A thought on “limbo”
I hold that when people are drawn to the “constructs” of
theologians - and thereby drawn away from the beautiful imagery
given by the Creator in the Scriptures - a kind of distortion
takes place. Under and over- emphasis, theoretical "constructs."
Most distressing. Akin to taking a love letter and “parsing” the construction.
God gave us much imagery and told us stories to support and
comfort us in our journey back to Him. Set aside the
works of speculative “theology” and listen to the Word of God
Himself, is my thought. And, for some reason, I do get the
idea that the current Holy Father might just agree with me.
Put Aquinas back on the shelf and open the Scriptures - to
read of lambs, and a good thief, a man fallen among robbers,
the birds of the air and a little lost sheep, carried on the shoulders of the Good Shepherd.
God told us stories and Jesus urged us to become
child-like, in turning to His Father. No wonder God gave
us stories, for He knows well the hearts of human beings.
We will remember a story long after
dessicated theological “syllogisms” are gone from memory.
There is, to me, a hubris - in turning away from the word
of God to craft our own theological “inventions” and “constructs.”
But then God told Adam Stay away from the tree of
the knowledge of good and evil, yet the first man and
woman could not resist. They took and ate of that fruit.
Well neigh irresitible, the fruit of that tree.
And the recent jettisoning of the “concept” of Limbo is a
case in point, I think. No use in trying to distance ourselves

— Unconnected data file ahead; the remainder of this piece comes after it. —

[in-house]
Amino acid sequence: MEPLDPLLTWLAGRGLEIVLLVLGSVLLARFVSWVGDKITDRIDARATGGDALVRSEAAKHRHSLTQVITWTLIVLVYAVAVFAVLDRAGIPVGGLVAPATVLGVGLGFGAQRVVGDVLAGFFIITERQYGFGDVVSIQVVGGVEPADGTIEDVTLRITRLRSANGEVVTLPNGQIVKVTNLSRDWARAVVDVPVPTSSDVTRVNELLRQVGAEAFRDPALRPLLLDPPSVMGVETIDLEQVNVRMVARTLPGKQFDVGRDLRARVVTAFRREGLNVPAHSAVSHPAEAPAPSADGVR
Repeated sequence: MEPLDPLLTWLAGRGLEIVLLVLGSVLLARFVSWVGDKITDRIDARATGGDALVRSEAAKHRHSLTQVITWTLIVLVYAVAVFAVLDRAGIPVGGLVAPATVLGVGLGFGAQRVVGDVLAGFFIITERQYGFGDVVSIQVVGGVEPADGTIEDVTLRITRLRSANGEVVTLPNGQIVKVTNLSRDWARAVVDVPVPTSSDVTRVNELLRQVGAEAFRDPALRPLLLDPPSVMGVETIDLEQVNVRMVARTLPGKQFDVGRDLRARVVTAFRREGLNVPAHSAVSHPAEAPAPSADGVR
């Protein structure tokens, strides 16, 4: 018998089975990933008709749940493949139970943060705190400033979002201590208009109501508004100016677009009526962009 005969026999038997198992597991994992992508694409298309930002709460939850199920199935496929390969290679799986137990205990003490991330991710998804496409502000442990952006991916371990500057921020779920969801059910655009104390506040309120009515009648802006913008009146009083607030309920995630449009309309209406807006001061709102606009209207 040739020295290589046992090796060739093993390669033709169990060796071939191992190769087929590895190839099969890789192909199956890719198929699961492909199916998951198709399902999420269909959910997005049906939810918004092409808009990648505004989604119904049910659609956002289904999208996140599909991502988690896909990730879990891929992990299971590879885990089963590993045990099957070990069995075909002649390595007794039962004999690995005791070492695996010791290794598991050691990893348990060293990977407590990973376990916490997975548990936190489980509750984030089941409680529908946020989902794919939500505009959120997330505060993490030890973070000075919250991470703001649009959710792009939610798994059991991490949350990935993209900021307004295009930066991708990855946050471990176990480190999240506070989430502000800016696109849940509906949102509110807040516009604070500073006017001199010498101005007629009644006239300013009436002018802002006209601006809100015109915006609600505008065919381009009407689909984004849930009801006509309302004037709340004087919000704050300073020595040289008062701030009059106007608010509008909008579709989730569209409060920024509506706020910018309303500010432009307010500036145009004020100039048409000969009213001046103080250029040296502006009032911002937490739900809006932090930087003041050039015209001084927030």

from this sad concept - by stating that it was never an
"offical" teaching. I could almost smell! the apple juice on
the hands of those - Aquinas among them - who dished up
that slice of “apple pie.” That people coud even consider! -
based on the theoretical concepts of the “need” for Baptism
as resulting in shutting out an unbaptized infant from God’s full presence -
amazed me in the 1950’s and amazed me for the next 50 plus years.
But, then, that’s what happens when human beings decide to be the “chefs” and take
what God has revealed and try to whip up apple dumplings.
We’re right back in the garden - with our first parents - reaching out for a fruit that God has told us not to eat.
And when this is done, humility is forfeit. We no longer have
both feet on the humus of God’s creation. Instead, theological
"head-trips" are the order of the day, as we try to go beyond
the beautiful and sustaining imagery given to us by the
Master of the Universe Himself.
Too many chefs spoil the broth.